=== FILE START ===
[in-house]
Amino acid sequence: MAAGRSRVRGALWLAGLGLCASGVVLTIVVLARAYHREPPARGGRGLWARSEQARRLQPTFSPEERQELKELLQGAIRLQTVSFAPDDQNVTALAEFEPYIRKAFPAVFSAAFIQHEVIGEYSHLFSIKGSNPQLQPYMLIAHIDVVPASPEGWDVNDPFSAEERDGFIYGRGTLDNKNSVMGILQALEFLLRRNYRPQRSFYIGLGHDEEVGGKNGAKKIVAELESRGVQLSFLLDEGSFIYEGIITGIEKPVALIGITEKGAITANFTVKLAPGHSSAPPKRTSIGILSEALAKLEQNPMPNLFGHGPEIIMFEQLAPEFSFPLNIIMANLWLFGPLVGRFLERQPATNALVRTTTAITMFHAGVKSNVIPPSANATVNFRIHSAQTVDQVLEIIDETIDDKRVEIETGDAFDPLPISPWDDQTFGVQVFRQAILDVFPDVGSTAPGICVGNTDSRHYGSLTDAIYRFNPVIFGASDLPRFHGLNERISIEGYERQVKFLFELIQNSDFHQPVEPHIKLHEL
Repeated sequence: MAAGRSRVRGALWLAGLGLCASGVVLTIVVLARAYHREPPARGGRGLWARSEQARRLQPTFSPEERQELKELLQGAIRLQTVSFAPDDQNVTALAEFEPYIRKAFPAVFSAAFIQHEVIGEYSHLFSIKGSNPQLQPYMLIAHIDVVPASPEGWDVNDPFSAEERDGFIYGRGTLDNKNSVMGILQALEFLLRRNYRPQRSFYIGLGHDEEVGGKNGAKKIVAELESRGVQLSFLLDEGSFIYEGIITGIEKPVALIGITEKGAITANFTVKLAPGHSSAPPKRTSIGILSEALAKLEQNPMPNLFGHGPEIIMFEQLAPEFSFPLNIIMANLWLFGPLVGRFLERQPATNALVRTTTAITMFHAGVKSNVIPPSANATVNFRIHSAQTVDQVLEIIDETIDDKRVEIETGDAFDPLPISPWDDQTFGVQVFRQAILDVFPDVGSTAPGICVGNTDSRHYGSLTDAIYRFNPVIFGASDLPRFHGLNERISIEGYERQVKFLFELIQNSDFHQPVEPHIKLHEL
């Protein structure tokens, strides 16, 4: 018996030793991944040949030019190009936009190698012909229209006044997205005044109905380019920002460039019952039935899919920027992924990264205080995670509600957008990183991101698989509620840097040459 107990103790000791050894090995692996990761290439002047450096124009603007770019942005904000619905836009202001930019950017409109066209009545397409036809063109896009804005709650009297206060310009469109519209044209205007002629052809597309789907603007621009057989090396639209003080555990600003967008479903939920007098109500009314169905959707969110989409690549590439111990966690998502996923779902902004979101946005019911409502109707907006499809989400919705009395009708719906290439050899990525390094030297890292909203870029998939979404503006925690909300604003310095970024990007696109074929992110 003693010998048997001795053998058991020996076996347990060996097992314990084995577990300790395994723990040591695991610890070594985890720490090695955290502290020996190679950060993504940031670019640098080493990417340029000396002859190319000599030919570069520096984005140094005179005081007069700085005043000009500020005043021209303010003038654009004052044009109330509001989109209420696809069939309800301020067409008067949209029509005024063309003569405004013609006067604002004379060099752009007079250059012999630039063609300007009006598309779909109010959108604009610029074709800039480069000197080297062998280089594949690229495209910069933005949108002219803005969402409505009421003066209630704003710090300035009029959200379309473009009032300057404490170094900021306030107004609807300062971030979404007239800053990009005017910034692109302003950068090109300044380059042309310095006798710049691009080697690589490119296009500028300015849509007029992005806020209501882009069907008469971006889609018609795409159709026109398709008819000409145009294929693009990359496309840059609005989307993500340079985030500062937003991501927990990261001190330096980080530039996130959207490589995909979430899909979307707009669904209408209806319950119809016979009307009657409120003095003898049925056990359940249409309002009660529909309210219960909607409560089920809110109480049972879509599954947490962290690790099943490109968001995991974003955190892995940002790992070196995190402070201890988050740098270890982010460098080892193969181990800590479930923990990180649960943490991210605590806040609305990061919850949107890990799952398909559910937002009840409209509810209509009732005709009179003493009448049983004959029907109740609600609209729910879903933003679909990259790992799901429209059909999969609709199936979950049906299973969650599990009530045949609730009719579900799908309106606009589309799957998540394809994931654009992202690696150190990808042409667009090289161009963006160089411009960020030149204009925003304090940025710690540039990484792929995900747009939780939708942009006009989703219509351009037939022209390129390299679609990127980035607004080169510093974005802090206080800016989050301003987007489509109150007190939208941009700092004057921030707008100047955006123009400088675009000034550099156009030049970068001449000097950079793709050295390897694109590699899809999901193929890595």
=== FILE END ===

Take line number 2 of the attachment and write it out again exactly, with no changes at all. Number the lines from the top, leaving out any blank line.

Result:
Amino acid sequence: MAAGRSRVRGALWLAGLGLCASGVVLTIVVLARAYHREPPARGGRGLWARSEQARRLQPTFSPEERQELKELLQGAIRLQTVSFAPDDQNVTALAEFEPYIRKAFPAVFSAAFIQHEVIGEYSHLFSIKGSNPQLQPYMLIAHIDVVPASPEGWDVNDPFSAEERDGFIYGRGTLDNKNSVMGILQALEFLLRRNYRPQRSFYIGLGHDEEVGGKNGAKKIVAELESRGVQLSFLLDEGSFIYEGIITGIEKPVALIGITEKGAITANFTVKLAPGHSSAPPKRTSIGILSEALAKLEQNPMPNLFGHGPEIIMFEQLAPEFSFPLNIIMANLWLFGPLVGRFLERQPATNALVRTTTAITMFHAGVKSNVIPPSANATVNFRIHSAQTVDQVLEIIDETIDDKRVEIETGDAFDPLPISPWDDQTFGVQVFRQAILDVFPDVGSTAPGICVGNTDSRHYGSLTDAIYRFNPVIFGASDLPRFHGLNERISIEGYERQVKFLFELIQNSDFHQPVEPHIKLHEL